It was proposed by A. Irving and S. Kuehner (2007) that one or more severe collisional impacts onto the angrite parent body resulted in the stripping of a significant fraction of its crust and upper mantle, accompanied by dissemination of large sections of this material into a stable orbit during the past 4+ b.y. This storage location might lie within the main asteroid belt, or alternatively, the material could remain associated with the original collisionally-stripped parent body postulated by some to be the planet Mercury (see schematic diagram below). The disparity that exists in FeO content between the angrite group of meteorites (up to 25 wt%) and the surface of Mercury (~5 wt%) may reflect the existence of a redox gradient in which the lower mantle region, now the present surface of Mercury, has a more magnesian composition.
click on image for a magnified view
Diagram credit: A. Irving and S. Kuehner, Workshop on Chronology of Meteorites, #4050 (2007)
While this angrite could be a piece of "Maia", mother of Hermes (Mercury), an alternate hypothesis speculates that it might represent a piece of "Theia", mother of Selene (the Moon goddess). In a new study of the Fe/Mn ratio in olivine grains for a number of angrites, Papike et al. (2017) determined that these meteorites plot along a trend line between the Earth and Moon, which indicates the possible location of the angrite parent body (see diagram below).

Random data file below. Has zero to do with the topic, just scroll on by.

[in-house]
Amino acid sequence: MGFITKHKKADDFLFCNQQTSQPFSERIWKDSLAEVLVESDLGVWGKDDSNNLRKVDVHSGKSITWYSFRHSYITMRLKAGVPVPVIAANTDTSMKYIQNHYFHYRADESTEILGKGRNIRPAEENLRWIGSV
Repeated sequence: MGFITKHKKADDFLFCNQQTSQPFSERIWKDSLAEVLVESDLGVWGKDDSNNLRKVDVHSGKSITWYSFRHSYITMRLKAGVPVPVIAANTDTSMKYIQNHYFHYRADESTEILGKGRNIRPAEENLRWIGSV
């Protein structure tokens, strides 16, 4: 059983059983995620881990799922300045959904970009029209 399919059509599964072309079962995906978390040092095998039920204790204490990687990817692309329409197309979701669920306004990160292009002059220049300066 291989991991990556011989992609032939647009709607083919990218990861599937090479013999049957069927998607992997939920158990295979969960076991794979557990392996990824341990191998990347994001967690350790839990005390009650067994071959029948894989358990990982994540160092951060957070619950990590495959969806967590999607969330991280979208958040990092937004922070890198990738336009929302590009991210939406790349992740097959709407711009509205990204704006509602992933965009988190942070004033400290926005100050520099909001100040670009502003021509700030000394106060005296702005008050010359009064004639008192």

Diagram credit: Papike et al., 48th LPSC, #2688 (2017)
In connection with their in-depth study of NWA 5363/5400, Burkhardt et al. (2017) published comparative data for nucleosynthetic anomalies among parent bodies for O, Cr, Ca, Ti, Ni, Mo, Ru and Nd. It is interesting to note that with the exception of ε48Ca (no angrite data for ε100Ru), NWA 5363/5400 and angrites have values for each of these isotopic anomalies which are nearly the same or overlap within uncertainties. Results of their studies indicate that while both angrites and NWA 5363/5400 have Δ17O values indistinguishable from Earth, and that other anomaly values for angrites overlap with Earth within uncertainties (ε92Ni, ε92Mo, ε145Nd), the ε54Cr and ε50Ti values of angrites are distinct from Earth. Based on their studies, Burkhardt et al. (2017) concluded that the parent body of NWA 5363/5400, and perhaps by extention that of angrites, originated in a unique nebula isotopic reservoir most similar to enstatite and ordinary chondrites.
Portions of the angrite asteroid must be in a stable orbit (planetary or asteroid belt) from which spallation has continued to occur over the past ~56 m.y. as indicated by the broad range in angrite CRE ages. Notably, Rivkin et al. (2007) have determined that the largest known co-orbiting “Trojan” asteroid of Mars, the 1.3 km-diameter 5261 Eureka located at a trailing Lagrangian point, is a potentially good spectral analog to the angrites (as measured by Burbine et al., 2006) (see diagrams below). They suggest that 5261 Eureka could represent a captured fragment of the disrupted angrite parent body now in a stable orbit around Mars.
Diagrams credit: Rivkin et al., Icarus, vol. 192, #2, (2007)
'Composition of the L5 Mars Trojans: Neighbors, not siblings'
(https://doi.org/10.1016/j.icarus.2007.06.026; open accesslink)
The specimen of NWA 10463 shown above is a small 1.7 g individual exhibiting a coarse-grained granular texture. The photo below shows this 1.7 g specimen along with a small group of individuals weighing 3.3, 6, 11.7, 14, and 15 g, shown courtesy of Habib-naji Naji.